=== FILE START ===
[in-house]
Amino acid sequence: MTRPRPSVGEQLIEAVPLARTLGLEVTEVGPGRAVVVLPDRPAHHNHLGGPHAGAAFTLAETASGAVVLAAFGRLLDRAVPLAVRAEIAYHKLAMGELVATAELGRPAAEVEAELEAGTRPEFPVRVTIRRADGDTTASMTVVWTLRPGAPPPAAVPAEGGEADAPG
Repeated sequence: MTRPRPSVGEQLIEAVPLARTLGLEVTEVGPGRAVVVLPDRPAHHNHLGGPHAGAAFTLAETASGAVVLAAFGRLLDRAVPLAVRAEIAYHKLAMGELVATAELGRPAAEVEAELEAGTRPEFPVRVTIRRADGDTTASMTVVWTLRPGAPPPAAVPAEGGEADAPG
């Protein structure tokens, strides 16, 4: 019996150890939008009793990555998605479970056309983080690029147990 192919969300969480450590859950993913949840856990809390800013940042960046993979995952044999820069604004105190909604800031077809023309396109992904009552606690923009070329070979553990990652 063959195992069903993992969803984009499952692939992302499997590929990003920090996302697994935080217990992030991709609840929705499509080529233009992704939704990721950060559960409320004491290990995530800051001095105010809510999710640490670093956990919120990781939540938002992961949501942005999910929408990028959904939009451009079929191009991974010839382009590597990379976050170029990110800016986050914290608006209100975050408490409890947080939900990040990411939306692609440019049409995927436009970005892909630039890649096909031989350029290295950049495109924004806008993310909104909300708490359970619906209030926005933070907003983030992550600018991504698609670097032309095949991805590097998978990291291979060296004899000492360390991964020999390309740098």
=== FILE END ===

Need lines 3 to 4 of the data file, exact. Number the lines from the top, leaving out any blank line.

Repeated sequence: MTRPRPSVGEQLIEAVPLARTLGLEVTEVGPGRAVVVLPDRPAHHNHLGGPHAGAAFTLAETASGAVVLAAFGRLLDRAVPLAVRAEIAYHKLAMGELVATAELGRPAAEVEAELEAGTRPEFPVRVTIRRADGDTTASMTVVWTLRPGAPPPAAVPAEGGEADAPG
């Protein structure tokens, strides 16, 4: 019996150890939008009793990555998605479970056309983080690029147990 192919969300969480450590859950993913949840856990809390800013940042960046993979995952044999820069604004105190909604800031077809023309396109992904009552606690923009070329070979553990990652 063959195992069903993992969803984009499952692939992302499997590929990003920090996302697994935080217990992030991709609840929705499509080529233009992704939704990721950060559960409320004491290990995530800051001095105010809510999710640490670093956990919120990781939540938002992961949501942005999910929408990028959904939009451009079929191009991974010839382009590597990379976050170029990110800016986050914290608006209100975050408490409890947080939900990040990411939306692609440019049409995927436009970005892909630039890649096909031989350029290295950049495109924004806008993310909104909300708490359970619906209030926005933070907003983030992550600018991504698609670097032309095949991805590097998978990291291979060296004899000492360390991964020999390309740098």